As the PS4 ends it's lengthy career, a ton of great games have been released. I thought I had my favorites already picked out. But along came a game I had never even heard of before release: Ghost Of Tsushima. After living in Japan, I'm a total sucker for anything with Japanese architecture and/or history. I picked it up with zero expectations. And I immediately fell in love with it.
First and foremost, this game is gorgeous. It's the most beautiful game I've ever played. From the swaying grass, to the falling leaves, to the towns themselves, this game will make you stop and stare at everything around you at least once an hour. It even has a photo mode for you to take pictures and share if that's your thing. Just riding around the island and looking around was a wonderful experience, and I usually never feel that way about games. Normally, I just want to go from one task to the next, checking boxes and completing quests. But this game made me want to explore every nook and cranny of the island just to see what was out there. I haven't felt that way about a game since Breath of the Wild.
The combat is consistently fun throughout the game. You have "stances" for each type of enemy you encounter. If you're fighting an enemy with a shield, and then transition into fighting an enemy with a spear, you can quickly switch stances on the fly during battle to change your attacks and special moves that fit that particular type of enemy. There are only 4 real types of enemies, each mapped to a different icon on the controller, so switching is painless and a lot of fun. You can also level up each stance to acquire new abilities as the game progresses.
Another enjoyable part of combat is the duel/challenge system. You can choose in almost every situation between going stealth and picking off enemies on by one (more on that later) or going in balls out and just attacking everyone immediately, drawing the entire camp's attention and fighting a wave of enemies. If you choose the latter, you can challenge the first enemy, and you have to wait for them to attack and precisely time your attack to kill them immediately. By the end of the game, by leveling that ability up, you can take out 4-5 enemies in the very beginning of battle, and this mechanic never gets old.
The stealth is the one part of the game where I understand the complaints, but it didn't bother me enough to change my score. The enemy AI is...not the best. They forget about you almost immediately, and just hiding in some grass makes them walk away like total idiots even if a dead body is laying right next to you. However, the ability to attack from above on buildings or to pop out of opening in the floor and stealthily kill an enemy is consistently enjoyable. You also have poison darts, a bow and arrow, smoke bombs, and an assortment of other items you can use to take down enemies however you want, and that freedom was more than most games ever offer up.
This game is open world, but it doesn't bog you down. There is *no* HUD, which is incredible. Instead, you're guided by the wind, opening up your screen for a full view of your environment while still not getting lost. This is a mechanic that should immediately be emulated by other games, ditch the mini-map and find creative ways like this to guide the player, it is so much better.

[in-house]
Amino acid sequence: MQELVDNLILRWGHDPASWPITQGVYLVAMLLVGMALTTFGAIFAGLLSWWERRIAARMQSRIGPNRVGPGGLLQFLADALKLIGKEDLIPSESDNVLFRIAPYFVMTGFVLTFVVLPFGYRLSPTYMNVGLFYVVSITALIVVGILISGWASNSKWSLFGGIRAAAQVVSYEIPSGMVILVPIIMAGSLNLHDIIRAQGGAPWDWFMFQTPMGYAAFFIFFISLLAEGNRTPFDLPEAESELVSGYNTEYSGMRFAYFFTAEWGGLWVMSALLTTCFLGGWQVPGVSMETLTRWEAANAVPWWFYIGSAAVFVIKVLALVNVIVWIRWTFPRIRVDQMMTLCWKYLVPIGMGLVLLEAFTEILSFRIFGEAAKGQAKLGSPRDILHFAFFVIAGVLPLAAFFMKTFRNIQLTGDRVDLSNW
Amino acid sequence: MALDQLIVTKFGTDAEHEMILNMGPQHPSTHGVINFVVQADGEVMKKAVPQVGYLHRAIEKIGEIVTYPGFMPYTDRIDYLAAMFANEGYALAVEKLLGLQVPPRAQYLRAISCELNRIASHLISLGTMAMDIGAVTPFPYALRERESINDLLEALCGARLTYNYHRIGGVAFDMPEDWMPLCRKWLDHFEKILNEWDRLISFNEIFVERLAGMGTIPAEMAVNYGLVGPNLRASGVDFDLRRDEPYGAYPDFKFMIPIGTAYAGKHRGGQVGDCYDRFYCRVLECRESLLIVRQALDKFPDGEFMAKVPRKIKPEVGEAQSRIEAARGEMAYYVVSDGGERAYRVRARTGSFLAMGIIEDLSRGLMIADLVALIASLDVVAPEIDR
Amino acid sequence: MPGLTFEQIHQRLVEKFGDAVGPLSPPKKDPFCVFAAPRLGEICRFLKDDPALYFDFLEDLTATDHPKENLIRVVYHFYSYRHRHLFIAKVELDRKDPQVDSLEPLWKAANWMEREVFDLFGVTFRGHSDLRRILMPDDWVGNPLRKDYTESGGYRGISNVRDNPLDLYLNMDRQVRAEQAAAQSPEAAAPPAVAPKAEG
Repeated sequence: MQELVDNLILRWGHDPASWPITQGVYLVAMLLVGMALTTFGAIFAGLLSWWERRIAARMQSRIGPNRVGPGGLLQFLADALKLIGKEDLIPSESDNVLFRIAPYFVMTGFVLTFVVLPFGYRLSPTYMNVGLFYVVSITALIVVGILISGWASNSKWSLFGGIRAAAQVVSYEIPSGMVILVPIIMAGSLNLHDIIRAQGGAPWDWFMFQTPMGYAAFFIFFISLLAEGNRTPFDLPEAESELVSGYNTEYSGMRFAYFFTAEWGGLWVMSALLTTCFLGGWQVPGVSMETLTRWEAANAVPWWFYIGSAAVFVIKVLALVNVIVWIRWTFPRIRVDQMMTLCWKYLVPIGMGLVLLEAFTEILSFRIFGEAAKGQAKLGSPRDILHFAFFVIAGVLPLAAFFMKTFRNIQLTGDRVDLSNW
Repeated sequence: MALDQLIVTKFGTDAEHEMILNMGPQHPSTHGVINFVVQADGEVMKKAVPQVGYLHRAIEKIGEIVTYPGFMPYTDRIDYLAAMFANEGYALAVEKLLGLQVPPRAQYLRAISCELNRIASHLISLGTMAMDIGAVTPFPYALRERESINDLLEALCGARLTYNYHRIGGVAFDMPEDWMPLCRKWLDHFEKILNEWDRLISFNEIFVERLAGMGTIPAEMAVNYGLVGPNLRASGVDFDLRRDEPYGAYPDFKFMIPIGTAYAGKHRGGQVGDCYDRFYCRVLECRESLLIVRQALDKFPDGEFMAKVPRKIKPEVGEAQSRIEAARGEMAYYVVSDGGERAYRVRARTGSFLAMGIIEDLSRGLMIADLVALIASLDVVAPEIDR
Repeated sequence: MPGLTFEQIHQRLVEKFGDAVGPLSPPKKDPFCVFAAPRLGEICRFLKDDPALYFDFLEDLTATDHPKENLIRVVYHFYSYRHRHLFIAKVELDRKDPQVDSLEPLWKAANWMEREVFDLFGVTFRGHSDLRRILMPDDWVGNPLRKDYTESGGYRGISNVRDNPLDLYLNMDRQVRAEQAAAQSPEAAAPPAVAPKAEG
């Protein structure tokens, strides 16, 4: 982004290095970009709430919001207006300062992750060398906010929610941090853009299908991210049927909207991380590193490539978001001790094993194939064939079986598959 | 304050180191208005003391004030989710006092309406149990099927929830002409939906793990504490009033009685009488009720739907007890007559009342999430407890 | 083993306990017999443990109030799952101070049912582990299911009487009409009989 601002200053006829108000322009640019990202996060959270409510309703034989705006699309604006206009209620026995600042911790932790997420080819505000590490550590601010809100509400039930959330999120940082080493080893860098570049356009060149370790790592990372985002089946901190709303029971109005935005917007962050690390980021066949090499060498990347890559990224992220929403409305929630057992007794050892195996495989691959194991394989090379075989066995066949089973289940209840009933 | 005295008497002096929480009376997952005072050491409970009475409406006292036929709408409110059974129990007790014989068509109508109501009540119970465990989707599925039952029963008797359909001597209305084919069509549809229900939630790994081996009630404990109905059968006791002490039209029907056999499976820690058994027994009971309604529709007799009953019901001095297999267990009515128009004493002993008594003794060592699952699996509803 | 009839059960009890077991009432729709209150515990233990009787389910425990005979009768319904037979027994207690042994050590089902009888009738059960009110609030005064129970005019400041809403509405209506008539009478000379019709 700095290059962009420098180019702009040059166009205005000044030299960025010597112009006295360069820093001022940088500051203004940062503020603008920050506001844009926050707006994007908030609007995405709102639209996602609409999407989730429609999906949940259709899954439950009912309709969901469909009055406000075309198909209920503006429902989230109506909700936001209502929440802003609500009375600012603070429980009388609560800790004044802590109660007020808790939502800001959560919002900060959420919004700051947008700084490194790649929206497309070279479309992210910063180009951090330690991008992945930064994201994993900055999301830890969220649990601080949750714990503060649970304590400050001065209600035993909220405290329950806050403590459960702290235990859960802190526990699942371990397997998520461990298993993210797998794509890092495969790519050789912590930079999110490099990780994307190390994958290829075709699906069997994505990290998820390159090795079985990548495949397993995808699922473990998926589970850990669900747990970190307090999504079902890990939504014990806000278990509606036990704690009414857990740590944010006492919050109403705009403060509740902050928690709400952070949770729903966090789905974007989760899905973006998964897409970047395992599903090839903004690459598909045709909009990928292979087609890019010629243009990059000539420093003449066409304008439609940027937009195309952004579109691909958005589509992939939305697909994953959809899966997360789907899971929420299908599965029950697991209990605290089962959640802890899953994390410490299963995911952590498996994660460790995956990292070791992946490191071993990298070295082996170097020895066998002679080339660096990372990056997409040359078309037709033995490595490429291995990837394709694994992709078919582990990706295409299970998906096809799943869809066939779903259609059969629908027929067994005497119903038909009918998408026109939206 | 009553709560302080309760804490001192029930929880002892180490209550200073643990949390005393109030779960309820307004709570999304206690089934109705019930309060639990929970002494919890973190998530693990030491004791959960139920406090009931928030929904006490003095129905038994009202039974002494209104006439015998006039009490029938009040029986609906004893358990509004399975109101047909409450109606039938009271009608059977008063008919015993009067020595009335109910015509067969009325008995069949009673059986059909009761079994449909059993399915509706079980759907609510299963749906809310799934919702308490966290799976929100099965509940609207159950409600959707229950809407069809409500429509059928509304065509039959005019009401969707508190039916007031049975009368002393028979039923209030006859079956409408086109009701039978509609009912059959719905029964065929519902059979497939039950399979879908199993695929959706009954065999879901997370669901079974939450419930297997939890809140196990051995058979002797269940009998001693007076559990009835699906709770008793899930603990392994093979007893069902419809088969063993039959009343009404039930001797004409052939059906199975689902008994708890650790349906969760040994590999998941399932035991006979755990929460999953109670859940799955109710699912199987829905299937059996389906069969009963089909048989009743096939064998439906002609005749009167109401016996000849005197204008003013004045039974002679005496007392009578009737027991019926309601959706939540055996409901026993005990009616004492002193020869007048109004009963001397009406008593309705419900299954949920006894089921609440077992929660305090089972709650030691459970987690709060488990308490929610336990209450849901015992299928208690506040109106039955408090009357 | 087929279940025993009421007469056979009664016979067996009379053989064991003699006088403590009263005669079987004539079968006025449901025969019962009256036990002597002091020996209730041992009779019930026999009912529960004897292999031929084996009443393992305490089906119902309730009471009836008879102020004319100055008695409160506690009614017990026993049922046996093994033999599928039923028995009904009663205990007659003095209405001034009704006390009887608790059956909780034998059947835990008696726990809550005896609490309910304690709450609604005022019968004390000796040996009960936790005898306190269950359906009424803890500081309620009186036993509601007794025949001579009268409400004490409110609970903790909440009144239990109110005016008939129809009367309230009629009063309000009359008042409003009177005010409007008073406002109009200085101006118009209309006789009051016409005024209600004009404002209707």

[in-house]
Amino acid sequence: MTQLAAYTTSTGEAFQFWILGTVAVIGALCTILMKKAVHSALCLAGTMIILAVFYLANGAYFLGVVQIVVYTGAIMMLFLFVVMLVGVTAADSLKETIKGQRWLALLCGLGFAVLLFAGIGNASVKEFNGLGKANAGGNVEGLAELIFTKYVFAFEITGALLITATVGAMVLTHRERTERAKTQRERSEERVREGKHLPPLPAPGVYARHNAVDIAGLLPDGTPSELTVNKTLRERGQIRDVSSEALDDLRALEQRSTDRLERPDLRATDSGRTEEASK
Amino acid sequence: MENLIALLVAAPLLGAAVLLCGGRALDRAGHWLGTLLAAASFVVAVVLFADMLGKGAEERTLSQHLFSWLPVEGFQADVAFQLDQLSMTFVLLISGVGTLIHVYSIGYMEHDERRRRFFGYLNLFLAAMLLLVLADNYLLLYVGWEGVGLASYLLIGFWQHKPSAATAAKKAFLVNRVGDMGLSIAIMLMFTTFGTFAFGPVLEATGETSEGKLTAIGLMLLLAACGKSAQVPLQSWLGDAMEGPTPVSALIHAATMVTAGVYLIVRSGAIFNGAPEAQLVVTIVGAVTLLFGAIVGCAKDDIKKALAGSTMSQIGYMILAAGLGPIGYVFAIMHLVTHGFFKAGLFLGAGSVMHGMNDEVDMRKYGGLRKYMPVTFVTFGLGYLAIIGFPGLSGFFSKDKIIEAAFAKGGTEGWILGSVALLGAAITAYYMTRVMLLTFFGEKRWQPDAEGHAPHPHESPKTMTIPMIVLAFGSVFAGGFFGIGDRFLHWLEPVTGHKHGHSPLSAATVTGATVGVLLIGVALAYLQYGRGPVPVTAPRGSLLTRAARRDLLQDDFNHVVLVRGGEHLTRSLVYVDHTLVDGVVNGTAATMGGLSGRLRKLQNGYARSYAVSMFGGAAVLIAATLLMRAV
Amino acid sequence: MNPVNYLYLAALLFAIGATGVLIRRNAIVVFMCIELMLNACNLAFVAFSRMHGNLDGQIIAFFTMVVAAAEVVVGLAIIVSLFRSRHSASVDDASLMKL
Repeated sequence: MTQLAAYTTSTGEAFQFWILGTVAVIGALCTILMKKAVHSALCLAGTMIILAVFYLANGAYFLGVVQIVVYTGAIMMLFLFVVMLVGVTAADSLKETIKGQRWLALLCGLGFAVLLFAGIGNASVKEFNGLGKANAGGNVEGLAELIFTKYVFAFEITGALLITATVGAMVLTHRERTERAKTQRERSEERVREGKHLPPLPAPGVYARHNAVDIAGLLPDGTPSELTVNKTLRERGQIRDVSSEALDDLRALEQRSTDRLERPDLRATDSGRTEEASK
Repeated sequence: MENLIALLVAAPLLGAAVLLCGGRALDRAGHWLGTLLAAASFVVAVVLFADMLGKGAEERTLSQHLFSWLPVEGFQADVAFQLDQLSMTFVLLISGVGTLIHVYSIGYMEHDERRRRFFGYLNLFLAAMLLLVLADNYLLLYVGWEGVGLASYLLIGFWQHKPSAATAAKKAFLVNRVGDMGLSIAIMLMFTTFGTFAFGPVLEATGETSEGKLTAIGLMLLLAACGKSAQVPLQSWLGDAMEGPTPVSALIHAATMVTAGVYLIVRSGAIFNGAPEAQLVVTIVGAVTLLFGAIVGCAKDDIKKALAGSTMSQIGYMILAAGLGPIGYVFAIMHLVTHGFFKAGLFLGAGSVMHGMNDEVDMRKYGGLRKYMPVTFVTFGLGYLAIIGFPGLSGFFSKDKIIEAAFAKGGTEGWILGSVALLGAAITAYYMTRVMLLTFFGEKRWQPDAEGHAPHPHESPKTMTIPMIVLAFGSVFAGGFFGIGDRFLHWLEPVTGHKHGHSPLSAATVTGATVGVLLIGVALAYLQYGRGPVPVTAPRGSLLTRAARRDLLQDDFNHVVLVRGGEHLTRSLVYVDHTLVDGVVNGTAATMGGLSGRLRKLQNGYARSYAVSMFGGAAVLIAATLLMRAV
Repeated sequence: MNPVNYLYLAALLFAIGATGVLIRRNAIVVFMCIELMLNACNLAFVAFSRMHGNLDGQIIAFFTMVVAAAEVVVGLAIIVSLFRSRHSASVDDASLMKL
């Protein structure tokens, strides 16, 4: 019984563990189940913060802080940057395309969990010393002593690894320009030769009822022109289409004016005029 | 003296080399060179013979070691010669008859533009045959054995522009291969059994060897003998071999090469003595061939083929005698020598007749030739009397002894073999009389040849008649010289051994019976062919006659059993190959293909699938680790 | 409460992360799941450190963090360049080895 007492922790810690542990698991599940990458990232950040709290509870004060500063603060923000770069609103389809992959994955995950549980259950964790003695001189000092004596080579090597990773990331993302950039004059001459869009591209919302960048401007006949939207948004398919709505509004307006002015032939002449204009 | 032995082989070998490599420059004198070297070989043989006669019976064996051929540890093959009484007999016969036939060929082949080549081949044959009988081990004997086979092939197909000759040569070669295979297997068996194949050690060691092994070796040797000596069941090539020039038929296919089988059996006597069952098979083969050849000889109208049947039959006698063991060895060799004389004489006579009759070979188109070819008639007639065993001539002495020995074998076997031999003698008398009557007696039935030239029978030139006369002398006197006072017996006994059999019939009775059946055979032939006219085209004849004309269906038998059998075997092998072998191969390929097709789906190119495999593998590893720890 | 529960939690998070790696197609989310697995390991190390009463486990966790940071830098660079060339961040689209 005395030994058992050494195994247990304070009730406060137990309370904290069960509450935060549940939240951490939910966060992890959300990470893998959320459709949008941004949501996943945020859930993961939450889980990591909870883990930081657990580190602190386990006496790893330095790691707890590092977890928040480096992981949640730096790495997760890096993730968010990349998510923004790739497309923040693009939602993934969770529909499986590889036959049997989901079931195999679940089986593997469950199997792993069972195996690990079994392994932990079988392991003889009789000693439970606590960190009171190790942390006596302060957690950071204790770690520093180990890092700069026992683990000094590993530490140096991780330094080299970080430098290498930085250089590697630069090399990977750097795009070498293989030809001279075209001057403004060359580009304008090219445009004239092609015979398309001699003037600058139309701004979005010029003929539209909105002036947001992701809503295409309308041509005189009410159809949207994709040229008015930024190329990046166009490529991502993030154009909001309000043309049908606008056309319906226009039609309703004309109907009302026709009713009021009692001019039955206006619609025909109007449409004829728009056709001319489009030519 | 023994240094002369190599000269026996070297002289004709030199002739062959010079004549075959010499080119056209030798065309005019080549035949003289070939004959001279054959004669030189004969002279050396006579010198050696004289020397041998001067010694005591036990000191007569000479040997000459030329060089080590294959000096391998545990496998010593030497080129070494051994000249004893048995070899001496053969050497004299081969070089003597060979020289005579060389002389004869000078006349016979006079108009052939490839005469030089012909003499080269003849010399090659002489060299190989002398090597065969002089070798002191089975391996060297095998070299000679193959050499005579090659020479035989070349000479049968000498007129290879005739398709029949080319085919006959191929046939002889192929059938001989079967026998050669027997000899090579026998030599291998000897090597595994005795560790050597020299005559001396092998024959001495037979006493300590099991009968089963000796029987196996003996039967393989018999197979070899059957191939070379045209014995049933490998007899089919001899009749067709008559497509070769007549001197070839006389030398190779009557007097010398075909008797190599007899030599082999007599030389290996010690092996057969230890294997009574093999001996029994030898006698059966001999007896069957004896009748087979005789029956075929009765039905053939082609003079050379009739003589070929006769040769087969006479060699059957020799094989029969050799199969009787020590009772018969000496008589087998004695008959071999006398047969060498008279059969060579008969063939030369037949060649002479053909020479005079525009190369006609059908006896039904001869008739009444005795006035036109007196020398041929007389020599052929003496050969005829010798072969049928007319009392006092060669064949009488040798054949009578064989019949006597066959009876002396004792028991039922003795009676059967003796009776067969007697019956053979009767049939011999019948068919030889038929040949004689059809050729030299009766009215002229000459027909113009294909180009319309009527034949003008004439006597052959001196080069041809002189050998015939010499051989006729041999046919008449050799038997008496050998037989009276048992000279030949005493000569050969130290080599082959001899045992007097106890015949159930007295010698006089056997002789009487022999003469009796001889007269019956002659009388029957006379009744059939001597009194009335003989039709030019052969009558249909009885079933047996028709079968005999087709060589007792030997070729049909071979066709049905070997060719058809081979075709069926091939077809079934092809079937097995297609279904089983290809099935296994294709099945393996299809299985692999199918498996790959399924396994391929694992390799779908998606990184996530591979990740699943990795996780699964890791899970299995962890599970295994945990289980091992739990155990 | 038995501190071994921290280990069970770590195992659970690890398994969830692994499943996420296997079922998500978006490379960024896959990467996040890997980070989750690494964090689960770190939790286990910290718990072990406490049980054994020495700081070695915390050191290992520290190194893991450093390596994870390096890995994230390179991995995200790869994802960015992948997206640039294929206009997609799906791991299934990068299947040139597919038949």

While this game doesn't do anything that is groundbreakingly new, it takes all the mechanics of open-world games and improves upon them. In addition to the lack of HUD, it also has more interesting things to find. Instead of another freaking monster nest to blow up or a treasure chest with useless crap in it to find like the Witcher, instead the game asks "hey do you want to write a haiku?" The answer is clearly yes. There are also shrines to climb, foxes to chase, onsens to rest in, and bamboo challenges to accomplish. I absolutely loved this; partly because I love Japanese culture and it was just so insanely Japanese, but also because it gives you something interesting and unique to do that doesn't feel tedious.
The game also has almost no load times. What a miracle. I have a regular, base model PS4, and the load times between screens was maybe 5-10 seconds, which is extremely refreshing for this type of game. The game can be completed in probably 25 hours or so, but if you want to do everything, you're looking at 60 hours or more. I also disagree with other reviewers about the story. I loved the story. Yes, it was a classic tale of becoming a hero and saving your country, but it has a lot of bittersweet moments and sadness that I really appreciated. The side quests, while (like most open world games) fairly repetitive, still managed to hold my attention because the stories they told were interesting and varied. I grew to care almost as much about the side characters I helped as the actual main plot, if not more. I do wish it had a few quests that didn't always devolve into attacking a base or killing Mongols, but I never felt frustrated by it because of the great story and always-enjoyable combat system that made every battle fun regardless of how many I had to participate in.
When the end came for this game, I was genuinely sad. It's hard to describe a game that makes you feel a sense of wonder again, which is so rare in video games these days. I am frankly upset that the reviews for this game by the major review companies are so low; the user scores are much higher and understandably so. While the game doesn't invent a new genre, or create a world no one has seen before, it takes everything that makes these kinds of games great and streamlines it into a near-perfect package. Hands down, this is my favorite PS4 game and I can't recommend it enough.